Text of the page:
4. Fairbairn. Fairbain's book of Crests of the Families of Great Britain and Ireland, 4th Edition 2 volumes in one. Baltimore: Heraldic Book Company, 1968. Print.
  5. Weis, Frederick Lewis, Walter Lee Sheppard and David Faris. Ancestral Roots of Sixty Colonists Who Came to New England Between 1623 and 1650 7th Edition. Baltimore: Genealogical Publishing, 1992. Print. (ISBN 0806313676).
  6. Skordas, Guest. Ed. The Early Settlers of Maryland an Index to Names or Immigrants Complied from Records of Land Patents 1633-1680 in the Hall of Records Annapolis, Maryland. Baltimore: Genealogical Publishing, 1968. Print.
  7. Zieber, Eugene. Heraldry in America. Philadelphia: Genealogical Publishing Co. Print.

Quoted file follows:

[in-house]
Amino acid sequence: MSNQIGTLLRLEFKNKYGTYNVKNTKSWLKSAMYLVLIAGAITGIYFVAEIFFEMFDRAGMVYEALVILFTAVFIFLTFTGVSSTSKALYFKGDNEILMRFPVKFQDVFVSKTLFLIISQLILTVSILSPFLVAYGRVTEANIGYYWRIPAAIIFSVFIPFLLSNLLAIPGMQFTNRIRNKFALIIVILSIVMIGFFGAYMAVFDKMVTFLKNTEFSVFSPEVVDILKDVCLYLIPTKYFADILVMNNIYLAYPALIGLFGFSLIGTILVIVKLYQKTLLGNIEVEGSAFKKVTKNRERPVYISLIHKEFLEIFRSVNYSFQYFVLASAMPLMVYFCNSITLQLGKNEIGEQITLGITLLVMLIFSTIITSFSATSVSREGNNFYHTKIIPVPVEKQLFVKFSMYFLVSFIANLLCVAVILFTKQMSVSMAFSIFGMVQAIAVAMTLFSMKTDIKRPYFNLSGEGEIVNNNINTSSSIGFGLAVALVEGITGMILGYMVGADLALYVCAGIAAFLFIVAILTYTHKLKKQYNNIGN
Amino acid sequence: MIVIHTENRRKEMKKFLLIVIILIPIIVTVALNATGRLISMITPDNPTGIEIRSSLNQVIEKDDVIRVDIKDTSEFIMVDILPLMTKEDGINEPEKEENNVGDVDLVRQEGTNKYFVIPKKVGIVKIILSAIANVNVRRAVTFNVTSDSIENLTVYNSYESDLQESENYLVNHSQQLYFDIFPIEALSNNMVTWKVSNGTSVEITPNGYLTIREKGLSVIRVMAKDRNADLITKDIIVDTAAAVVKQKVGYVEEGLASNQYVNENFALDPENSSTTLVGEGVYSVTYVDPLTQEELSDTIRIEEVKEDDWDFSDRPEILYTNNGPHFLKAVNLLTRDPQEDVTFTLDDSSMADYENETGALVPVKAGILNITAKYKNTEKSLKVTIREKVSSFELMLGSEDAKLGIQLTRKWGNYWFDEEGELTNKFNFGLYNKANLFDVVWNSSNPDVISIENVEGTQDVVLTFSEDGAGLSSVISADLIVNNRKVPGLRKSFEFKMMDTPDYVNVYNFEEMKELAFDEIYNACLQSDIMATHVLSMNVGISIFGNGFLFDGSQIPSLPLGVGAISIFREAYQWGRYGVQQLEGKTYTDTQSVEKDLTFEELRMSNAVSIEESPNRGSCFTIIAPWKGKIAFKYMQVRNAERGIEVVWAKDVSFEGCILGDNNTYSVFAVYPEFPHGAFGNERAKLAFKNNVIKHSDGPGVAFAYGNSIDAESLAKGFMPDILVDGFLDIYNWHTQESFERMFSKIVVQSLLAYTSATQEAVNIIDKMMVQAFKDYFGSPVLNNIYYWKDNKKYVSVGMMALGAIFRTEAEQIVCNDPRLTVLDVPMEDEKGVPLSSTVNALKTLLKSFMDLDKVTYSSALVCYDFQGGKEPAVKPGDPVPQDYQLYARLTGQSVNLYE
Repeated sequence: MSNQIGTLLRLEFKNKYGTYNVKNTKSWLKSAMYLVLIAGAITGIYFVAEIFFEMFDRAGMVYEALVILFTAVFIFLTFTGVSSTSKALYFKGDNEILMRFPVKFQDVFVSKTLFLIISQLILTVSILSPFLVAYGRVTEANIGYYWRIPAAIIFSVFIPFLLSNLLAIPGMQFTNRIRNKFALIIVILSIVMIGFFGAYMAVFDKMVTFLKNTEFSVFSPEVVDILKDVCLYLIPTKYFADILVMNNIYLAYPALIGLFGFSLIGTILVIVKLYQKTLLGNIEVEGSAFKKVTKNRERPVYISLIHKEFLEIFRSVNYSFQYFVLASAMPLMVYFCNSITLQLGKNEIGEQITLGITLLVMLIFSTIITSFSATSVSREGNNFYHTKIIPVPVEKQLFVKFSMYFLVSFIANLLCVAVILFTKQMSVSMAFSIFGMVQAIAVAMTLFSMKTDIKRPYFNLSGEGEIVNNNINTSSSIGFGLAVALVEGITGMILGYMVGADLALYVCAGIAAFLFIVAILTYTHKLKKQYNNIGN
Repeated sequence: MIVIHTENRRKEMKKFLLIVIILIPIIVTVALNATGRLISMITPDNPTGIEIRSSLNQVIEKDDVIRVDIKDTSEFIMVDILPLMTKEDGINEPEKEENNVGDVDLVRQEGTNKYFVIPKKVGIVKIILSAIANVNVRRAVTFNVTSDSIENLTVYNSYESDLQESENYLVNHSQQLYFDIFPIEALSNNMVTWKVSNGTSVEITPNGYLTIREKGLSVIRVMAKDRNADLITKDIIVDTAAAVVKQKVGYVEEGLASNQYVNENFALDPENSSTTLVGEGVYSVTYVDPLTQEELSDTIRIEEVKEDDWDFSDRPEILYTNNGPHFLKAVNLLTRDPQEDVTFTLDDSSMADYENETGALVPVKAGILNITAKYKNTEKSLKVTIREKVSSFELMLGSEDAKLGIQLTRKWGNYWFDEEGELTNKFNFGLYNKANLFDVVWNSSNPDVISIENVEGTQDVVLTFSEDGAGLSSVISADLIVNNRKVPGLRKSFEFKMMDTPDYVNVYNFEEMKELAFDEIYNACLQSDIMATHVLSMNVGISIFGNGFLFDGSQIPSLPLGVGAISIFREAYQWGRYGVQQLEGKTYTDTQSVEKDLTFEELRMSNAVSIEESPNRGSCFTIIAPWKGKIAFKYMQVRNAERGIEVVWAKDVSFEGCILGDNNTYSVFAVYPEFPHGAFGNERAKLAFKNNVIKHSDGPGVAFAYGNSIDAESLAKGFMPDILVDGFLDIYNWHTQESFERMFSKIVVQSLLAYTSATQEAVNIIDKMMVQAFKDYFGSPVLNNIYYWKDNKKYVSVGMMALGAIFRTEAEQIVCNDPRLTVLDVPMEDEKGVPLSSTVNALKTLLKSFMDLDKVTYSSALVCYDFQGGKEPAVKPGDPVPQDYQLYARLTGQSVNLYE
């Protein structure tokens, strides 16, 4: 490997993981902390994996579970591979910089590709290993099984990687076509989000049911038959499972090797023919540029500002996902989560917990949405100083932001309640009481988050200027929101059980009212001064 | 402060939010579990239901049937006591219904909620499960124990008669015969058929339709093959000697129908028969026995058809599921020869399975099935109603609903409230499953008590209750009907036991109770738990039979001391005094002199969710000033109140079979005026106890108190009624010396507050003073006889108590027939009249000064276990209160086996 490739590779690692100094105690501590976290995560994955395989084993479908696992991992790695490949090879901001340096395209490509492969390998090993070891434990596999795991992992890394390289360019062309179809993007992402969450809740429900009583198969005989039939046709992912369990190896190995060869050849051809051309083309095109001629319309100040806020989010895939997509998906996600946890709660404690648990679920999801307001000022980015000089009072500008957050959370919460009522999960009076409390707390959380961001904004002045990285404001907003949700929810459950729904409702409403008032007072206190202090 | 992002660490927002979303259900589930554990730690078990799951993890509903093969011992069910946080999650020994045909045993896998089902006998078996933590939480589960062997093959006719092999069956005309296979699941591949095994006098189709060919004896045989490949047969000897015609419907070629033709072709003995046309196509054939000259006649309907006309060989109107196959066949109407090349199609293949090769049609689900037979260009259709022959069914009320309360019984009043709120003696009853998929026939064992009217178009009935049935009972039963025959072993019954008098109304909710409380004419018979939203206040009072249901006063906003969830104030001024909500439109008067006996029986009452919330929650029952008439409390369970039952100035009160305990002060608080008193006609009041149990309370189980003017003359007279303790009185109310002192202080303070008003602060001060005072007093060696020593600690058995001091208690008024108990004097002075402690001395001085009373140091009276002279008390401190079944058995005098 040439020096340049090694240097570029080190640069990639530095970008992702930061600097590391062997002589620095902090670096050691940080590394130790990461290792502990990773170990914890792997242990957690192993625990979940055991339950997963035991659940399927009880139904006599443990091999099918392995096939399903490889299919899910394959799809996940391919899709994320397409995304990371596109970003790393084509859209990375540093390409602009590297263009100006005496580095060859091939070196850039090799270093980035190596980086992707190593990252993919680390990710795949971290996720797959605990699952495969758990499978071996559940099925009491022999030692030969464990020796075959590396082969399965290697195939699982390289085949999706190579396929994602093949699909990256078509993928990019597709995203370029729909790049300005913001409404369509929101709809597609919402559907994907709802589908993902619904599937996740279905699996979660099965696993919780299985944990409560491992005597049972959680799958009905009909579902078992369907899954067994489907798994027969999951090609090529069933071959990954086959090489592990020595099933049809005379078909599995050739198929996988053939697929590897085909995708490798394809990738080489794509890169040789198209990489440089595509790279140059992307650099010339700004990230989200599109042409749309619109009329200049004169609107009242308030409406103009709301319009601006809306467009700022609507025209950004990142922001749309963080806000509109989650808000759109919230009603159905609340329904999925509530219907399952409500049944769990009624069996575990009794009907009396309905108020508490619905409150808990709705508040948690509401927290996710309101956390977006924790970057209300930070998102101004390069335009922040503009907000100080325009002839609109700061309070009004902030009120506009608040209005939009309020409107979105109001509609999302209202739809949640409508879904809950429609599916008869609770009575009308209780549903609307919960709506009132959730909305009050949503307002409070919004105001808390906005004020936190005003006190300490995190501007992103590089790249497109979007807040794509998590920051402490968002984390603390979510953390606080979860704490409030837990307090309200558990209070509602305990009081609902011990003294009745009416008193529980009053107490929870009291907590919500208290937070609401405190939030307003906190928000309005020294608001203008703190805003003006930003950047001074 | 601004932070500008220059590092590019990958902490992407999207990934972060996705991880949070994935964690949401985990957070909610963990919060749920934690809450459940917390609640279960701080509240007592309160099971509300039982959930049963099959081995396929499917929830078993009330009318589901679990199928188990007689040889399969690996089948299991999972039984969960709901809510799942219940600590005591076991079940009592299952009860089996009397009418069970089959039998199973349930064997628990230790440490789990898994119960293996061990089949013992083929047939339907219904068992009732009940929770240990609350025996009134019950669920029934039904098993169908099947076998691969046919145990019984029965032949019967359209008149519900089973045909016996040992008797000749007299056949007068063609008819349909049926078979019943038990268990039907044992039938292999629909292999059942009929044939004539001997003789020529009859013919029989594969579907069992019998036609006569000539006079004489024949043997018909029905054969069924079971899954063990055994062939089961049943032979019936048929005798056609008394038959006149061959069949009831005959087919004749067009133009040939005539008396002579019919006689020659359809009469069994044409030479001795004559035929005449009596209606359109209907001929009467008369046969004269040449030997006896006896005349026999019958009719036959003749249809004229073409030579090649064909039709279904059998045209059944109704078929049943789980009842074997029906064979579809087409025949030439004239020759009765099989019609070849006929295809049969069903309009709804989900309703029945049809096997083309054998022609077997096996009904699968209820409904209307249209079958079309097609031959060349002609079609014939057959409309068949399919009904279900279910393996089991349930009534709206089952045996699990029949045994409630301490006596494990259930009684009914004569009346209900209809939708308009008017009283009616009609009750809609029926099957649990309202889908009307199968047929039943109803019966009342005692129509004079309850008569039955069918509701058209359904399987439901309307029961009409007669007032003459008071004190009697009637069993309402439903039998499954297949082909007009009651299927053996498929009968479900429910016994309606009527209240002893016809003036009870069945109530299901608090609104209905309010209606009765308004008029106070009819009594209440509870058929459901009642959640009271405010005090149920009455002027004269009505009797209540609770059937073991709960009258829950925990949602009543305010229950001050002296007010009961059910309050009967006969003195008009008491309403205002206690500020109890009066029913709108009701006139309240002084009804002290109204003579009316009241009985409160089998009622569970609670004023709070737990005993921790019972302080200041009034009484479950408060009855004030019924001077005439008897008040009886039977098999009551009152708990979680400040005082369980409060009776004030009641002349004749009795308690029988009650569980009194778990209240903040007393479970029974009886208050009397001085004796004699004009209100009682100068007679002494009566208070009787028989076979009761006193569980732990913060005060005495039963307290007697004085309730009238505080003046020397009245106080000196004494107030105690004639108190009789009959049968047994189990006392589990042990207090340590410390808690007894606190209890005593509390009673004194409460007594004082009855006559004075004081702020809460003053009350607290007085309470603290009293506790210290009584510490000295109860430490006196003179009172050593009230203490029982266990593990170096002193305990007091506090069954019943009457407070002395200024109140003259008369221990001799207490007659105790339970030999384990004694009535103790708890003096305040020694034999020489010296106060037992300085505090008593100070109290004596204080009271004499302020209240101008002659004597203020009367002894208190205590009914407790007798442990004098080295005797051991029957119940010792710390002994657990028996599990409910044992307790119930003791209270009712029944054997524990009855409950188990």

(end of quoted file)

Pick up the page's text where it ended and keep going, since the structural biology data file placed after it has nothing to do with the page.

8. Cook, Chris. English Historical Facts 1603-1688. London: MacMillan, 1980. Print.
  9. MacAulay, Thomas Babington. History of England from the Accession of James the Second 4 volumes. New York: Harper and Brothers, 1879. Print.
  10. Matthews, John. Matthews' American Armoury and Blue Book. London: John Matthews, 1911. Print.
  11. ...

The Burau Family Crest was acquired from the Houseofnames.com archives. The Burau Family Crest was drawn according to heraldic standards based on published blazons. We generally include the oldest published family crest once associated with each surname.

This page was last modified on 7 September 2016 at 11:11.